FCNR deposit is a kind of fixed deposit made by non-resident Indians with banks. At present, it is estimated that FCNR deposits account for around 1.7% of the deposits in the banking system. Earlier, in September 2013, during a currency crisis, the RBI had opened a window to banks to swap the fresh FCNR dollar funds in order to protect the falling rupee and build foreign exchange reserves. During the period when the window was open, banks mobilized a huge $34.3 billion and swapped them with the RBI. 
 

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COMMENTS

Hemant Chitale

8 months ago

The problem is that those FCNR deposits were at much higher interest rates than what would be offered for renewals or new bonds -- unless the RBI were willing to take the risk of higher interest rates again !

REPLY

MG Warrier

In Reply to Hemant Chitale 8 months ago

Yes. Interest rates have gone down globally. No denying that the deposits were received at a rate 'above normal'. Now, India has option to repay the deposits when they mature and accept fresh deposits @ present market rates. It was in this context I referred to swelling forex reserves. The worries are overdone by vested interests (including bankers!)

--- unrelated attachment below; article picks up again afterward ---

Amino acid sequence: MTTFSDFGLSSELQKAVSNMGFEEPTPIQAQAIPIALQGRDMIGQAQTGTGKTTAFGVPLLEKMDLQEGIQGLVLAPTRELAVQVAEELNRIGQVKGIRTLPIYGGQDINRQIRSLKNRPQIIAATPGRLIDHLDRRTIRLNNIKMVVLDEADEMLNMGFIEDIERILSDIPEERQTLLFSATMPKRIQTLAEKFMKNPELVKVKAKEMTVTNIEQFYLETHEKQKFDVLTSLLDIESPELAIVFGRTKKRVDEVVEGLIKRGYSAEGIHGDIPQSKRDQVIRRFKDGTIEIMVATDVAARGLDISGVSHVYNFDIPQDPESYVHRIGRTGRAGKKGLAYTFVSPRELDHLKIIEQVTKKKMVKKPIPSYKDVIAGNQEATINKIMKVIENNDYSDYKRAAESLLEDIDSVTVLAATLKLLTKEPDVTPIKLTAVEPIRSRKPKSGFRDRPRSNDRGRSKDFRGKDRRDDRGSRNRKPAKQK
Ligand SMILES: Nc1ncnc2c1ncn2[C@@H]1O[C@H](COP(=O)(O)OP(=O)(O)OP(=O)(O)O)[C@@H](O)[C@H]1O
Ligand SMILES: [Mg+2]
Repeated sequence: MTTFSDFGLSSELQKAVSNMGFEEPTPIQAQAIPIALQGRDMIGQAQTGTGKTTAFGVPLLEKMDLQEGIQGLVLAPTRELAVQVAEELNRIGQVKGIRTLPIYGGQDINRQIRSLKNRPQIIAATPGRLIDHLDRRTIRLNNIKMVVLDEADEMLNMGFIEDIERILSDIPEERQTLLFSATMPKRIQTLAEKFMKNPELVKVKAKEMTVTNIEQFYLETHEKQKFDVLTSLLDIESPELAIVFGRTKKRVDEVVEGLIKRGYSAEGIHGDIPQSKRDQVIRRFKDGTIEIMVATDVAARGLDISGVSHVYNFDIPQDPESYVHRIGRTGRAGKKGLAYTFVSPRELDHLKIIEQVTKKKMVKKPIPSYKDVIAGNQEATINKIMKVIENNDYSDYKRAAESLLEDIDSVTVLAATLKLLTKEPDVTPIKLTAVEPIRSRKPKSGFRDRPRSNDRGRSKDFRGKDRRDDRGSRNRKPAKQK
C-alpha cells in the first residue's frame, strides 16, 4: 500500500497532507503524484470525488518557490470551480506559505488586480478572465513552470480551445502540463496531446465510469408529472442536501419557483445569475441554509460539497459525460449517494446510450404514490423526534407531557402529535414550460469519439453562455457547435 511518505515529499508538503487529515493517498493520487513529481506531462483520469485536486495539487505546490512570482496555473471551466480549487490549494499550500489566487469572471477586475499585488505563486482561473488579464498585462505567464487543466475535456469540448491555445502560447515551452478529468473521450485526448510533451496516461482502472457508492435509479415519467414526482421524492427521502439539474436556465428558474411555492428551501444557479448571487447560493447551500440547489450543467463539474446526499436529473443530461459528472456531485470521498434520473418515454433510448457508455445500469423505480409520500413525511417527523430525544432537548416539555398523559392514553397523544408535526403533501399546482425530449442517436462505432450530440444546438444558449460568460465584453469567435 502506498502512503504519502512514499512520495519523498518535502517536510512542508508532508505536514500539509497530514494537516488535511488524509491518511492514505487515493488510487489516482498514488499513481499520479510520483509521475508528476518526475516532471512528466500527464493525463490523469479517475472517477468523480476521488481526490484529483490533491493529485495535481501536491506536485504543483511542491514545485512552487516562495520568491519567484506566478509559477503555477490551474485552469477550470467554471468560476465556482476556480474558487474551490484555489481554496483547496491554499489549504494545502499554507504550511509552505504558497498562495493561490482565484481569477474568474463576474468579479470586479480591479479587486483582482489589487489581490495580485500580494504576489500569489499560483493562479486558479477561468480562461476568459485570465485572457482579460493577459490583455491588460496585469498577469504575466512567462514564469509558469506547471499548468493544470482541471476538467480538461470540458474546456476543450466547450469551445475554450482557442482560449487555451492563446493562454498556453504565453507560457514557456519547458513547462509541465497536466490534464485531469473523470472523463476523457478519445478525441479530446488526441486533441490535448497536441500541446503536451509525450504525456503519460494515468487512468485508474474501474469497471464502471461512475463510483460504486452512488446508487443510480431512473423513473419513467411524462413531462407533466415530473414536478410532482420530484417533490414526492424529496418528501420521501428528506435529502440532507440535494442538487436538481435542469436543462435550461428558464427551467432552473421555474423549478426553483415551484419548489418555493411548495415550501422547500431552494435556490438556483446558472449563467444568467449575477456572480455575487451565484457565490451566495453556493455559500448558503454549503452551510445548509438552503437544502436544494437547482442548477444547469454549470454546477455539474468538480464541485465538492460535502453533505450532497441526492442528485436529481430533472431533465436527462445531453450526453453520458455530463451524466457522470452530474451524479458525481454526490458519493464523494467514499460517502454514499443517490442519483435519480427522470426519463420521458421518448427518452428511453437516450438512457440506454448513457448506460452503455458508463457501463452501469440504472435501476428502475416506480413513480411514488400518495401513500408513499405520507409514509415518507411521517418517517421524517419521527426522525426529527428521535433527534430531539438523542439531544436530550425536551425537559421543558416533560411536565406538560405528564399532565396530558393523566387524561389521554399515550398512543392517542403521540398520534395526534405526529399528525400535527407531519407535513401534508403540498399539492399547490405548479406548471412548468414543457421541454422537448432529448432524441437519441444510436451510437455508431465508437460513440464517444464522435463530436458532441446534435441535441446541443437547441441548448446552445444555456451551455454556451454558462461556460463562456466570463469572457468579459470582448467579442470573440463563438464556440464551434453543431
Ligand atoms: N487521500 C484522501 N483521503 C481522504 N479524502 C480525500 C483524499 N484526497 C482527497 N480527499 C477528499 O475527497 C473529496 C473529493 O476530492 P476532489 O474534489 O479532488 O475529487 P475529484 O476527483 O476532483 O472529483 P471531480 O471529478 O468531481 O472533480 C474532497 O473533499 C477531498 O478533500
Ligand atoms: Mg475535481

Tikam Patni

8 months ago

With exports falling, corporate capacity utilisation remaining poor, banks facing crisis in stressed assets, and govt remaining engaged in vote politics. ..we are up for very bad days ahead. ..

MG Warrier

9 months ago

Dr Subramanian Swamy reportedly called these deposits due to mature in another six months or so ‘a time bomb’. Perhaps, now on, analysts, economists and media may spend precious time and energy suggesting ways and means to handle the situation. It is their job. Unlike many outside think, banks keep an account of their receipts and payments and there is an ongoing review for Asset-Liability-Management. No deposit matures without the prior knowledge of the individual/institution which has accepted it. RBI Governor has already mentioned that there is no reason for worry about the availability of resources, even if these forex funds flow out of the country, which may not happen. Our Forex reserves position has improved by about $100 billion during the last 3 years or so.